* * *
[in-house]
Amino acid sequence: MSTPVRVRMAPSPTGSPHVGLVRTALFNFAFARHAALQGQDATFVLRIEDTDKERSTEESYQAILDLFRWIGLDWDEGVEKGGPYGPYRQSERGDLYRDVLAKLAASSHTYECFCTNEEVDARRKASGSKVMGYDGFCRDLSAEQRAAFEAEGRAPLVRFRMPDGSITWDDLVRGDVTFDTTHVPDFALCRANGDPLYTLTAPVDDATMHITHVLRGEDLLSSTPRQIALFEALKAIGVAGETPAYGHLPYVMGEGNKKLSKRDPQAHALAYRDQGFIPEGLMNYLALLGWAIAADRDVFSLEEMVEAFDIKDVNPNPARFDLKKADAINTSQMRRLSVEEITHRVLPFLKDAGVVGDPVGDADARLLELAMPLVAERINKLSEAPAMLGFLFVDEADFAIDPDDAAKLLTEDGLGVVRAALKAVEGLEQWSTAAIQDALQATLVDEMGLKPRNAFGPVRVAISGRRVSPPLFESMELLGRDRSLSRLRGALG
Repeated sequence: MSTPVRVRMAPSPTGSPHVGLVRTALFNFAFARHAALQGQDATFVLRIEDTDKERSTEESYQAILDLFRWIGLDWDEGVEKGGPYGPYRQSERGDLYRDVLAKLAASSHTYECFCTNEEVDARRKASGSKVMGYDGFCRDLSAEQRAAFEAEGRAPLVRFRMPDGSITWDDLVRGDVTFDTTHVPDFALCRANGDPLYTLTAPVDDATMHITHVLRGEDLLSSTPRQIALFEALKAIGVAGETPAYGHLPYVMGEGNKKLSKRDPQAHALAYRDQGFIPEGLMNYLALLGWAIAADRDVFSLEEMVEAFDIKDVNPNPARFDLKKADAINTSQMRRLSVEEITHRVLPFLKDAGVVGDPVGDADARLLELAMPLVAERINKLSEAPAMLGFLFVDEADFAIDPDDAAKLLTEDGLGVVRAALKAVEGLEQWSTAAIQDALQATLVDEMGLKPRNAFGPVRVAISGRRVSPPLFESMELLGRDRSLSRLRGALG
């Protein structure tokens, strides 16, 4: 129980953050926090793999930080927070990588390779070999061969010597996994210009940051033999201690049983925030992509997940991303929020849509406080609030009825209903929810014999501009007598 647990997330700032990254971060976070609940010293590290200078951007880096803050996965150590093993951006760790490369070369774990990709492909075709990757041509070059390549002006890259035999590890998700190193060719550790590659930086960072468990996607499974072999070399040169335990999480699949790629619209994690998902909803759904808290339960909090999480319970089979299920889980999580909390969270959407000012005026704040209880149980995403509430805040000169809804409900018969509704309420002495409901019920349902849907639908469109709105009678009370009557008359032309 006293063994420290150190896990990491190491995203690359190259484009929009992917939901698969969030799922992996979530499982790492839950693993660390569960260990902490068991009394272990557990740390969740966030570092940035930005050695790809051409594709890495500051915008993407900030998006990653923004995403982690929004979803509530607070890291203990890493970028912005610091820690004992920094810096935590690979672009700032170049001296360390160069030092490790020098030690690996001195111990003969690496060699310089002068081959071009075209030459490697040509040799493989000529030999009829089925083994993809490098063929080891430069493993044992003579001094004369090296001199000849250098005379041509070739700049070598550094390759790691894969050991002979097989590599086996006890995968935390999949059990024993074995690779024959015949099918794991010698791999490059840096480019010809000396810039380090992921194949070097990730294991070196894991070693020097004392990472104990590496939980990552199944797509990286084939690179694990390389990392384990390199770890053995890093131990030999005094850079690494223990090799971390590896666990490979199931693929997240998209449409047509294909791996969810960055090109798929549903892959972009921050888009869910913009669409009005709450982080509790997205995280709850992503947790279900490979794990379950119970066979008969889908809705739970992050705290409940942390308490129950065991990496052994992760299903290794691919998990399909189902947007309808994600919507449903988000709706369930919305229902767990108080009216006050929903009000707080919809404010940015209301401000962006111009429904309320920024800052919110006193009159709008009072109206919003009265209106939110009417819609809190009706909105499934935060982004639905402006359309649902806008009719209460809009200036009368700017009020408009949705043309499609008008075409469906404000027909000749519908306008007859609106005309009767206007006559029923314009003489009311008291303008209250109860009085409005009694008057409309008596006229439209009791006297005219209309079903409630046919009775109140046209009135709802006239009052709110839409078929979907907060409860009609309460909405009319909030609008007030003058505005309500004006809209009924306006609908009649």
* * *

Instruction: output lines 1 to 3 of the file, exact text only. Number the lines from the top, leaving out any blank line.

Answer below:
[in-house]
Amino acid sequence: MSTPVRVRMAPSPTGSPHVGLVRTALFNFAFARHAALQGQDATFVLRIEDTDKERSTEESYQAILDLFRWIGLDWDEGVEKGGPYGPYRQSERGDLYRDVLAKLAASSHTYECFCTNEEVDARRKASGSKVMGYDGFCRDLSAEQRAAFEAEGRAPLVRFRMPDGSITWDDLVRGDVTFDTTHVPDFALCRANGDPLYTLTAPVDDATMHITHVLRGEDLLSSTPRQIALFEALKAIGVAGETPAYGHLPYVMGEGNKKLSKRDPQAHALAYRDQGFIPEGLMNYLALLGWAIAADRDVFSLEEMVEAFDIKDVNPNPARFDLKKADAINTSQMRRLSVEEITHRVLPFLKDAGVVGDPVGDADARLLELAMPLVAERINKLSEAPAMLGFLFVDEADFAIDPDDAAKLLTEDGLGVVRAALKAVEGLEQWSTAAIQDALQATLVDEMGLKPRNAFGPVRVAISGRRVSPPLFESMELLGRDRSLSRLRGALG
Repeated sequence: MSTPVRVRMAPSPTGSPHVGLVRTALFNFAFARHAALQGQDATFVLRIEDTDKERSTEESYQAILDLFRWIGLDWDEGVEKGGPYGPYRQSERGDLYRDVLAKLAASSHTYECFCTNEEVDARRKASGSKVMGYDGFCRDLSAEQRAAFEAEGRAPLVRFRMPDGSITWDDLVRGDVTFDTTHVPDFALCRANGDPLYTLTAPVDDATMHITHVLRGEDLLSSTPRQIALFEALKAIGVAGETPAYGHLPYVMGEGNKKLSKRDPQAHALAYRDQGFIPEGLMNYLALLGWAIAADRDVFSLEEMVEAFDIKDVNPNPARFDLKKADAINTSQMRRLSVEEITHRVLPFLKDAGVVGDPVGDADARLLELAMPLVAERINKLSEAPAMLGFLFVDEADFAIDPDDAAKLLTEDGLGVVRAALKAVEGLEQWSTAAIQDALQATLVDEMGLKPRNAFGPVRVAISGRRVSPPLFESMELLGRDRSLSRLRGALG